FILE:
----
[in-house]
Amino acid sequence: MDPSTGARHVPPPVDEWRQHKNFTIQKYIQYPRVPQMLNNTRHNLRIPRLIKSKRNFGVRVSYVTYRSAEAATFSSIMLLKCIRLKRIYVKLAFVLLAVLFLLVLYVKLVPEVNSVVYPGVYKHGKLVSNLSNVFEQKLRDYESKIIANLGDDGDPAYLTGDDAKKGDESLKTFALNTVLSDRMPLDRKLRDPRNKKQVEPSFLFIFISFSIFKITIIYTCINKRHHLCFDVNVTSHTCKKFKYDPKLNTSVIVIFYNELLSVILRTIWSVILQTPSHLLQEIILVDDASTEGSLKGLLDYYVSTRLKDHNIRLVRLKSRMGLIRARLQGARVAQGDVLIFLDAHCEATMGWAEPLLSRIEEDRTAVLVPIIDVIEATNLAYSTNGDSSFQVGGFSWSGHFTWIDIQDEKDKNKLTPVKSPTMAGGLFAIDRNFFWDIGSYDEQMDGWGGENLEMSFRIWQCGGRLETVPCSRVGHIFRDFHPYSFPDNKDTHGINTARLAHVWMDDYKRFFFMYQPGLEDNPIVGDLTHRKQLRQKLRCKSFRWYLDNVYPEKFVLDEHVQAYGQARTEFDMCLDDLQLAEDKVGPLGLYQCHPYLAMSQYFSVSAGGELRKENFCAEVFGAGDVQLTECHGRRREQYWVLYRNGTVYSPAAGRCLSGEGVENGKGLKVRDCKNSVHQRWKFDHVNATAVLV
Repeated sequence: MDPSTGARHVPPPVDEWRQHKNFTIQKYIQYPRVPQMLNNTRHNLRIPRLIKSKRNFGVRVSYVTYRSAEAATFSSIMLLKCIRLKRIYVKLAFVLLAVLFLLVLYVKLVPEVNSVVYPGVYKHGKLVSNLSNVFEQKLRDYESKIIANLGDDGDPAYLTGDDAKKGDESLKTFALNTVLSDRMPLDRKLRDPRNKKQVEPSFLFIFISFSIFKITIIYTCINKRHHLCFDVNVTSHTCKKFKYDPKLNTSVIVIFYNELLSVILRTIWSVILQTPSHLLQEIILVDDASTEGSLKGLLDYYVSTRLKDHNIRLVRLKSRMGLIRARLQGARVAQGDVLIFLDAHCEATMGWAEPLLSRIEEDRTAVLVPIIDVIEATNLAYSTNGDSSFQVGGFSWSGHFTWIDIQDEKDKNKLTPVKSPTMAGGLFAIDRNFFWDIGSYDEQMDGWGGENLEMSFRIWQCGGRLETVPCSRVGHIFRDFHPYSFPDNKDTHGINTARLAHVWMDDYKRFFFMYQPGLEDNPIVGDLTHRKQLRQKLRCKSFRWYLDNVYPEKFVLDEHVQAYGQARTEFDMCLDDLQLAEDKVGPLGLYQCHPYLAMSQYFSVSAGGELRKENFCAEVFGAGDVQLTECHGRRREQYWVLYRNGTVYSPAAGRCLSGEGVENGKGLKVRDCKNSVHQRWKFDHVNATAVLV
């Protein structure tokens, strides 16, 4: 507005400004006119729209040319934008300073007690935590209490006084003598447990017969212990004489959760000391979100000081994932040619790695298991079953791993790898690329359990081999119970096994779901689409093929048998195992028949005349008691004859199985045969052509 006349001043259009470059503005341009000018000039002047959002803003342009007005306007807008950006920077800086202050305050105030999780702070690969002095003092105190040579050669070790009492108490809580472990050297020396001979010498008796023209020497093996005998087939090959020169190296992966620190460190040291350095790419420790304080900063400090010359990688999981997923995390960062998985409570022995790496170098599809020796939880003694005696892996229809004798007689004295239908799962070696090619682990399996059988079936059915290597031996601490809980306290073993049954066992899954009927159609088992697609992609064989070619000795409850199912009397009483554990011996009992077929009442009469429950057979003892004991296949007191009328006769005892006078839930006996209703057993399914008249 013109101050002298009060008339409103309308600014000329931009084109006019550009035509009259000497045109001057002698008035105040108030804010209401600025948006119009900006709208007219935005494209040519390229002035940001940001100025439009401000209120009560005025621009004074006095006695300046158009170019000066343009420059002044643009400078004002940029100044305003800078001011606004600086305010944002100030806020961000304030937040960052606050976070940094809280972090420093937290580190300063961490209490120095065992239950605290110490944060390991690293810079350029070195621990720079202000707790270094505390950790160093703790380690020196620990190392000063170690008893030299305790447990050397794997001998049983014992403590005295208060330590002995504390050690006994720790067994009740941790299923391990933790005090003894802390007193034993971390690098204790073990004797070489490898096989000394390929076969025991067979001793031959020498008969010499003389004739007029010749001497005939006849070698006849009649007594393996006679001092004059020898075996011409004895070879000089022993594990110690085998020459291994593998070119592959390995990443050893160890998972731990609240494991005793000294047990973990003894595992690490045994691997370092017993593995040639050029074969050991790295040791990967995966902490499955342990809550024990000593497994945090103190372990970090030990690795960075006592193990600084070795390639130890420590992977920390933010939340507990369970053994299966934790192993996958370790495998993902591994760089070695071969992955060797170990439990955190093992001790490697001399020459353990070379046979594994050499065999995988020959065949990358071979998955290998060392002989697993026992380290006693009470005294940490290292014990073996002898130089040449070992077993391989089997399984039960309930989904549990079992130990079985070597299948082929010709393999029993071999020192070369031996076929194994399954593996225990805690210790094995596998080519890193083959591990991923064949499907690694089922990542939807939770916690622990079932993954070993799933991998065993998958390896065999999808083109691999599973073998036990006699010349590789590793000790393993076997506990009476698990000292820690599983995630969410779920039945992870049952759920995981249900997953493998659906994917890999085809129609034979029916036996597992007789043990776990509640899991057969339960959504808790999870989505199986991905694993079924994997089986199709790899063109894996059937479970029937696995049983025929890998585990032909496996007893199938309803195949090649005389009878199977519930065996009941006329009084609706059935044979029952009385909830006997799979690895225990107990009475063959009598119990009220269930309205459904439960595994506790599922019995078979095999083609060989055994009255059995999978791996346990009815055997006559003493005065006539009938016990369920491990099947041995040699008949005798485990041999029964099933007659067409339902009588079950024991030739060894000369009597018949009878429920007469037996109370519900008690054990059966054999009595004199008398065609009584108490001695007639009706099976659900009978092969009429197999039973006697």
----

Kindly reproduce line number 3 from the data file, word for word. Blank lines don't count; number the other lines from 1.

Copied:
Repeated sequence: MDPSTGARHVPPPVDEWRQHKNFTIQKYIQYPRVPQMLNNTRHNLRIPRLIKSKRNFGVRVSYVTYRSAEAATFSSIMLLKCIRLKRIYVKLAFVLLAVLFLLVLYVKLVPEVNSVVYPGVYKHGKLVSNLSNVFEQKLRDYESKIIANLGDDGDPAYLTGDDAKKGDESLKTFALNTVLSDRMPLDRKLRDPRNKKQVEPSFLFIFISFSIFKITIIYTCINKRHHLCFDVNVTSHTCKKFKYDPKLNTSVIVIFYNELLSVILRTIWSVILQTPSHLLQEIILVDDASTEGSLKGLLDYYVSTRLKDHNIRLVRLKSRMGLIRARLQGARVAQGDVLIFLDAHCEATMGWAEPLLSRIEEDRTAVLVPIIDVIEATNLAYSTNGDSSFQVGGFSWSGHFTWIDIQDEKDKNKLTPVKSPTMAGGLFAIDRNFFWDIGSYDEQMDGWGGENLEMSFRIWQCGGRLETVPCSRVGHIFRDFHPYSFPDNKDTHGINTARLAHVWMDDYKRFFFMYQPGLEDNPIVGDLTHRKQLRQKLRCKSFRWYLDNVYPEKFVLDEHVQAYGQARTEFDMCLDDLQLAEDKVGPLGLYQCHPYLAMSQYFSVSAGGELRKENFCAEVFGAGDVQLTECHGRRREQYWVLYRNGTVYSPAAGRCLSGEGVENGKGLKVRDCKNSVHQRWKFDHVNATAVLV